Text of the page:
Instant convertibility - the 3HGR Light Harness

Anthony Tammett

Finland has long been the source of some of the finest firearms in the world and adding to this distinction, from the home of manufacturers like Sako and Tikka, comes the ingenious 3HGR Light Harness.

This three-positional harness combines a traditional two-point sling with the ability to instantly convert it to a harness that can spread the weight of your rifle across both shoulders or alternatively secure it solidly to the back - leaving both hands free - in a lightweight and convenient array.

Sling design has changed little over the decades except for occasional variations offered by some manufacturers which are often inconvenient or awkward to use. The choice is usually restricted to two-point slings in either leather or webbing, with narrow or wide straps and varying degrees of shoulder padding.

One variation, which is useful in some niche situations, is the two-point quick-adjustable sling, but many people find the long loose end needed for swiftly varying the adjustment troublesome and distracting. The single-point sling is mainly useful for military application and usually of little interest to sporting shooters.

For specialised applications such as biathlon, an event in which skiers combine cross-country skiing and rifle shooting and which Nordic countries dominate in international competition, an elaborate harness is available which spreads the weight across both shoulders. It’s a good solution for carrying a heavy rifle long distances but is too bulky for hunting and doesn’t have the convertibility to a traditional sling. As for three-point slings, sometimes used by police forces, they’re an awkward spaghetti-like mess almost certain to become tangled.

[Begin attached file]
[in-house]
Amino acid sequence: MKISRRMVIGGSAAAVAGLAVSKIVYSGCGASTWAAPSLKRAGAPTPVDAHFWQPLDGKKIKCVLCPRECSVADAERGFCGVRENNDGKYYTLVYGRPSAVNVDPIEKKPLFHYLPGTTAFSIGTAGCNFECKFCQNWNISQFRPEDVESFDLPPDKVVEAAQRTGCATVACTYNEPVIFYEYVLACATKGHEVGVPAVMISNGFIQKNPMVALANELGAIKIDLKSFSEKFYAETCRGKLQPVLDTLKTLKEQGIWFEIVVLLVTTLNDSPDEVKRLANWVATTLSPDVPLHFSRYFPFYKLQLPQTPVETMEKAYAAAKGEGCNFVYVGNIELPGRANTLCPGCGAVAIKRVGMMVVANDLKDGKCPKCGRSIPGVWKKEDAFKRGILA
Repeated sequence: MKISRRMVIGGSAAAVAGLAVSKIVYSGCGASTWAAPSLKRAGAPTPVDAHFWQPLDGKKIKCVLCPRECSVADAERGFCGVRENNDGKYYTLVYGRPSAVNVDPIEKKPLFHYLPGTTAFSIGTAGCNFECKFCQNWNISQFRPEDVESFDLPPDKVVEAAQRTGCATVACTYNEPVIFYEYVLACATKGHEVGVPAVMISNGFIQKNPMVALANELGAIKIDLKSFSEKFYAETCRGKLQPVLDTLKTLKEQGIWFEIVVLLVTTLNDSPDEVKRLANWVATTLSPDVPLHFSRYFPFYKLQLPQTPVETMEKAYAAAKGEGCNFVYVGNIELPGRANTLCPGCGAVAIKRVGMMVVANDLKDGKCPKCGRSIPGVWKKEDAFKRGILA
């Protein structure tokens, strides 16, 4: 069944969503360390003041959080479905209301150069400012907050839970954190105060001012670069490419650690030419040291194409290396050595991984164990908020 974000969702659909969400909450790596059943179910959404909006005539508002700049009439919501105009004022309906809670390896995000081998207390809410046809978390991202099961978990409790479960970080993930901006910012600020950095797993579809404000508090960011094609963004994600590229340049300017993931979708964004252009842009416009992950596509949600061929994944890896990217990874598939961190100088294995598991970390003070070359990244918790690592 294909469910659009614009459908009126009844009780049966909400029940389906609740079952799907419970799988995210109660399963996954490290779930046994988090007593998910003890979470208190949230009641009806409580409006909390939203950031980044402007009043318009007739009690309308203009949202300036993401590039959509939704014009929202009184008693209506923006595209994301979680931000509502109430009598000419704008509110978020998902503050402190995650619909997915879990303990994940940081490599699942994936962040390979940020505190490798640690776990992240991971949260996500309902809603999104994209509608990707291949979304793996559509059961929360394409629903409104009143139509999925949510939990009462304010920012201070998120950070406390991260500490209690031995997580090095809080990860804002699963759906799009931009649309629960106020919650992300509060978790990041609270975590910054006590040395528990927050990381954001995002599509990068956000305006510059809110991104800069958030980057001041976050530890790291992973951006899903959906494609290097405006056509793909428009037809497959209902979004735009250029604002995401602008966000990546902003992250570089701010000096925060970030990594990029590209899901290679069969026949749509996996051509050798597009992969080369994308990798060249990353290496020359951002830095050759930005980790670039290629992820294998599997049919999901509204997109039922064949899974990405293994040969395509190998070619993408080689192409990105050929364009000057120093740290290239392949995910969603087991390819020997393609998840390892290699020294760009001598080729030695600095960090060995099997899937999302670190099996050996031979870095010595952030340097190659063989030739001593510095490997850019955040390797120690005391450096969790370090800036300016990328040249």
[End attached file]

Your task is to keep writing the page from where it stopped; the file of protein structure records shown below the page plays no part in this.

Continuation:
While an essential rifle accessory - much consideration is given to choosing scopes and mounts - the sling is almost an afterthought and the choice during purchase is usually made on the limited choices available in a gunshop.

The 3HGR Light Harness followed the original 3HGR which was a bulkier, four-positional sling with the added option of being able to attach a secondary sling around a tree for support to steady the rifle. Although the company now makes other variants such as the 3HGR Driven Sling, popular with brown bear and moose hunters in Finland, it’s the 3HGR Light Harness that’s likely to appeal most to Australian hunters and shooters.